Hate speech, a category of racial vilification, has been outlawed in Australian and international law for more than three decades. Despite these protections, hate speech remains a powerful source of division and violence throughout the world.
In Rwanda, vilification of the Tutsi minority was instrumental in facilitating the slaughter of many hundreds of thousands of people in just 100 days.
Two years ago the Iranian President Mahmoud Ahmedinehad infamously sponsored a conference on Holocaust denial. Ahmedinejad claimed the conference was an honest reaction to the use of the Holocaust by supporters of Israel. Whether or not it was, the conference was far from honest but undoubtedly insensitive and racist.
Since September 11, 2001 scores of books have been published on Islam. While many seek to encourage understanding of one the world’s major religions, others seek to paint Islam as the greatest threat to contemporary society. The vilification of Islam, particularly in the West, has developed into something of a pseudo-intellectual industry. There is no better spokesperson for that industry than Daniel Pipes.
Pipes plays on the inherent human tendency to elevate mere mortals into something of a myth. If every society has its Emmanuel Goldstein, the ethereal enemy of the State in George Orwell’s 1984, then perhaps every individual in good-conscience has the capacity to stereotype that which it identifies as a threat. In our current climate, Islam is that threat.
With remarkable chutzpah, Pipes manages to massage an intellectual veneer into an essentialist, monolithic portrayal of Islam as the single greatest threat to democracy and the West (for Pipes the two terms are interchangeable).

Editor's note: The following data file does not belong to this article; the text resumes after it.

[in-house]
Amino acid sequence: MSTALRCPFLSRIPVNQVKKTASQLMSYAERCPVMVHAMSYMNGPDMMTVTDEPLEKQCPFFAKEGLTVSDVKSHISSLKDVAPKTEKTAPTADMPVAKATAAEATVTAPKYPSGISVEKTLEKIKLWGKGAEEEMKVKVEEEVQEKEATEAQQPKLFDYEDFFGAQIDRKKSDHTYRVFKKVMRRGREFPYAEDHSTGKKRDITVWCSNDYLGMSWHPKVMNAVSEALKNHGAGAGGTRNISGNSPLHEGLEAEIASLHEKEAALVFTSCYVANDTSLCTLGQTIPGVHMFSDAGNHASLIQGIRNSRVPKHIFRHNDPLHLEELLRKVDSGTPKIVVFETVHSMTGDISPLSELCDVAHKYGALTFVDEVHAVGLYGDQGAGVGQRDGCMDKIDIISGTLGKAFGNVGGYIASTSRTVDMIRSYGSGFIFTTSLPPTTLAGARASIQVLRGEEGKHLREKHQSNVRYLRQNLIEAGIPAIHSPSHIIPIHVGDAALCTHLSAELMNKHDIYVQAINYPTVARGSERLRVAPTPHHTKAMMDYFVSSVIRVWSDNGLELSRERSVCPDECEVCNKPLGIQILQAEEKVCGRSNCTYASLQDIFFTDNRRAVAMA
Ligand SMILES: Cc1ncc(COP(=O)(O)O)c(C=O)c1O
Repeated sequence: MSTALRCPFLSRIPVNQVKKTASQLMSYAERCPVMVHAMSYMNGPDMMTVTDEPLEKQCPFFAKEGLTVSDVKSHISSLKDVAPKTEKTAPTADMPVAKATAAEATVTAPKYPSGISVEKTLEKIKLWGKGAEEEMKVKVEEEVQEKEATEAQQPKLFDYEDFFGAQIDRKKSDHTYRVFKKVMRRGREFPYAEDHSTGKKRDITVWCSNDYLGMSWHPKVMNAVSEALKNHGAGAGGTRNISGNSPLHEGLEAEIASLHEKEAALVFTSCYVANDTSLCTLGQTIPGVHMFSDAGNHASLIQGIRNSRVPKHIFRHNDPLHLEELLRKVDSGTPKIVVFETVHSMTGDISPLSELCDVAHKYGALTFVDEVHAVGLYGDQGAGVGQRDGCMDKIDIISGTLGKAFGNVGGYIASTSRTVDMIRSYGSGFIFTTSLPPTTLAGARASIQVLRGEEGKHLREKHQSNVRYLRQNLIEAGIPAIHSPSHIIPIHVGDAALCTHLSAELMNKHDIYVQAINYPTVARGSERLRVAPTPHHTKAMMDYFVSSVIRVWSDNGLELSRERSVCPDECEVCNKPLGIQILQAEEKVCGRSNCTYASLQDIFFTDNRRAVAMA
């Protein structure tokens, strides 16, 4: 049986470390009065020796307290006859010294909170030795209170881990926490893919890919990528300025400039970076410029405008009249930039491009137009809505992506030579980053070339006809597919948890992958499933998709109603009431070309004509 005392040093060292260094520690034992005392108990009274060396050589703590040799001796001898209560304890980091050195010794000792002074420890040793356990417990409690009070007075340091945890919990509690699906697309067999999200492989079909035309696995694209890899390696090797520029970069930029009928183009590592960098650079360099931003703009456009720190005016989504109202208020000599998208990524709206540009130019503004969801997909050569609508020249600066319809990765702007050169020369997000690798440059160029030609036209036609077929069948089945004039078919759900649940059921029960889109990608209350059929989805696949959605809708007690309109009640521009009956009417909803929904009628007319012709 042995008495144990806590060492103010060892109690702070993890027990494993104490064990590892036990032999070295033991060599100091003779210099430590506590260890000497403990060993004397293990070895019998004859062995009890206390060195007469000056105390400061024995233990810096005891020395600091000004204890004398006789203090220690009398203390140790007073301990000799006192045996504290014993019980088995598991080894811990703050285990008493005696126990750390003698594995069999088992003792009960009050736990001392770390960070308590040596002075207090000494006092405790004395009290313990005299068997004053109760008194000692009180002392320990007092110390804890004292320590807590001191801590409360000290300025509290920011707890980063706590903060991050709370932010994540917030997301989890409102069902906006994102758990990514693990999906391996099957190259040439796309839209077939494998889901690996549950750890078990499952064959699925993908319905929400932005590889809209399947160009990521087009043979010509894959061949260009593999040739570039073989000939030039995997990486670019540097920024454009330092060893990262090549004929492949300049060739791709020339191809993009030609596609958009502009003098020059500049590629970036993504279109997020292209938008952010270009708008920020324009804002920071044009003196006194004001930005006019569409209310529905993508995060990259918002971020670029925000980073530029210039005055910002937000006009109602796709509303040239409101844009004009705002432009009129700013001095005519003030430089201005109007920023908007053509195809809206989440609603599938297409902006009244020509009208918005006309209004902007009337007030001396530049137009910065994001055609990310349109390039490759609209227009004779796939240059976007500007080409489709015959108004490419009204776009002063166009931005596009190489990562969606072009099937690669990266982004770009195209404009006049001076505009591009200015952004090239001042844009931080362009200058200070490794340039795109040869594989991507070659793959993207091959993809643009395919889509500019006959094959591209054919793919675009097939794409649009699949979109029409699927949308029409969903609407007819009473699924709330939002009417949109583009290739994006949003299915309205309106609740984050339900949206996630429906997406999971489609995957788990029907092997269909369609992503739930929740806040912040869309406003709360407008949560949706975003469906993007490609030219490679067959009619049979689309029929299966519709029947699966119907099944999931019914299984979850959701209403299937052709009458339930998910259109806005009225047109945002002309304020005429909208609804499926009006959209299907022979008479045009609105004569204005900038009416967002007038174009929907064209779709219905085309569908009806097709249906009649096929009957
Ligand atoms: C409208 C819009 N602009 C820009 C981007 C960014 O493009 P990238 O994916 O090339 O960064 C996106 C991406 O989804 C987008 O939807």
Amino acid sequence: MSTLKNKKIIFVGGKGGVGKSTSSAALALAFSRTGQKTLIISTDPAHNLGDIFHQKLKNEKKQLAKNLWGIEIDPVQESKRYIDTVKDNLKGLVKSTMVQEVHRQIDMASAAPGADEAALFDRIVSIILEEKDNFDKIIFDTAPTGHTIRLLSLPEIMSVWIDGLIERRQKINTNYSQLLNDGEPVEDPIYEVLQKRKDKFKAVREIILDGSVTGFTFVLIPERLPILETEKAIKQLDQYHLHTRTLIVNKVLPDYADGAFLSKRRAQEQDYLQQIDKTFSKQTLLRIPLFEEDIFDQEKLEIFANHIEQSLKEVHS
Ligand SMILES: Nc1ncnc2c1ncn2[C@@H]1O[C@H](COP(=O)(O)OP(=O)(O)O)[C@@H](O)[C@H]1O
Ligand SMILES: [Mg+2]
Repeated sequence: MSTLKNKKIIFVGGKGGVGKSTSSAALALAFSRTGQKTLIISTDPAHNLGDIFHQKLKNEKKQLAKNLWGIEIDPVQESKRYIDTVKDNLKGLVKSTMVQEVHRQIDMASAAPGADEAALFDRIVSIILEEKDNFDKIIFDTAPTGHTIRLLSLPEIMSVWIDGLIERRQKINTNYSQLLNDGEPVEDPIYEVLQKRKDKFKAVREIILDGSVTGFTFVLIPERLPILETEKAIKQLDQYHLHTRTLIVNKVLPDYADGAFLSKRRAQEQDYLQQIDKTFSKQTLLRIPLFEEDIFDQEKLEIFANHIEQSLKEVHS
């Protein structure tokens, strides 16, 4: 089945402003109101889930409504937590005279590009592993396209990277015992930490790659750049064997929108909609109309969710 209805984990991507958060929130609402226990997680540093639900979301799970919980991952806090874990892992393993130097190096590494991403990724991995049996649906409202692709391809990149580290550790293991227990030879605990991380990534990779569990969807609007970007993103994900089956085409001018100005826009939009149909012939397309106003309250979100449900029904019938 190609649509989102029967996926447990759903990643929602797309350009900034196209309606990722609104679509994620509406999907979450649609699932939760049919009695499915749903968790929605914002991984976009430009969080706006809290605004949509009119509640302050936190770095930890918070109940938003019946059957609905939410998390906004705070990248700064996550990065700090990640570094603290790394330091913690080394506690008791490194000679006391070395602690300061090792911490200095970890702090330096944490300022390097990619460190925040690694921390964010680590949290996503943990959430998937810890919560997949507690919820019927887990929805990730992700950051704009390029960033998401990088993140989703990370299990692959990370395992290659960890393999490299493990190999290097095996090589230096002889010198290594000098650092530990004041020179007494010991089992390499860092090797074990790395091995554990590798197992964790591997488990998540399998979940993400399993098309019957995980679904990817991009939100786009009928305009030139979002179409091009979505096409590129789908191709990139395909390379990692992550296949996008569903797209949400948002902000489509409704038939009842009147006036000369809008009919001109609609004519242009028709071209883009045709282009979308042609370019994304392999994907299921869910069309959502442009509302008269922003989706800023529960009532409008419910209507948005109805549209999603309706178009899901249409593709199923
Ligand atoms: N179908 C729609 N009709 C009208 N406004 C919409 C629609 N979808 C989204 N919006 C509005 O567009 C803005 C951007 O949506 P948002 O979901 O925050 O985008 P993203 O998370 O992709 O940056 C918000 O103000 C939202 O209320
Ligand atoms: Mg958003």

During a recent public debate in Sydney, Pipes argued that Islam is incompatible with democracy. Two days later, he argued in The Jerusalem Post that it is not. The sudden change of opinion may be explained by the change in audience. In Sydney, speaking before a lay audience, Pipes was free to affirm the generally negative perception of Islam within mainstream Australian society. The Jerusalem Post, an influential Israeli broadsheet read by policymakers worldwide, required a more nuanced approach. What did not waiver between his Sydney performance and his Post article was the fundamental message that Islam is a threat to democracy and the West.
What makes Pipes especially pernicious is the level of mainstream support he receives around the world, particularly in the West. Founder and director of the Middle East Forum in the United States, he spends much of the year lecturing to lay and elite audiences around the world. A columnist for the New York Times Syndicate, Pipes was appointed by President Bush to the United States Institute of Peace and was a Middle East adviser to the Rudolph Giuliani presidential campaign.
Pipes seeks to conceal his racism by claiming to distinguish between “Islamism”, a term he uses to describe militant Islam, and mainstream Islam.
For Pipes “Islamism” represents the worst excesses of Islamic militant orthodoxy. On its surface the distinction between Islam and Islamism appears fairly benign. Pipes has remarked that Islam is not purely a religion of violence and moderate Muslims do exist, but he regrets that “[a]t present … it is hard to recall the positive side, at a moment when backwardness, resentment, extremism and violence prevail in so much of the Muslim world”.
Pipes always associates mainstream Islam with everything that is antithetical to modern society: it is irrational and backwards, looking to past glories rather than seeking to adapt to contemporary challenges.
The tragedy is that Pipes occasionally identifies very real social traumas in predominantly Muslim societies, albeit inadvertently. But where his criticisms could facilitate dialogue between Muslims and the West, Pipes instead seeks to inflame the former and inculcate a supremacist complex among the latter.
Discuss in our Forums
See what other readers are saying about this article!
Click here to read & post comments.
116 posts so far.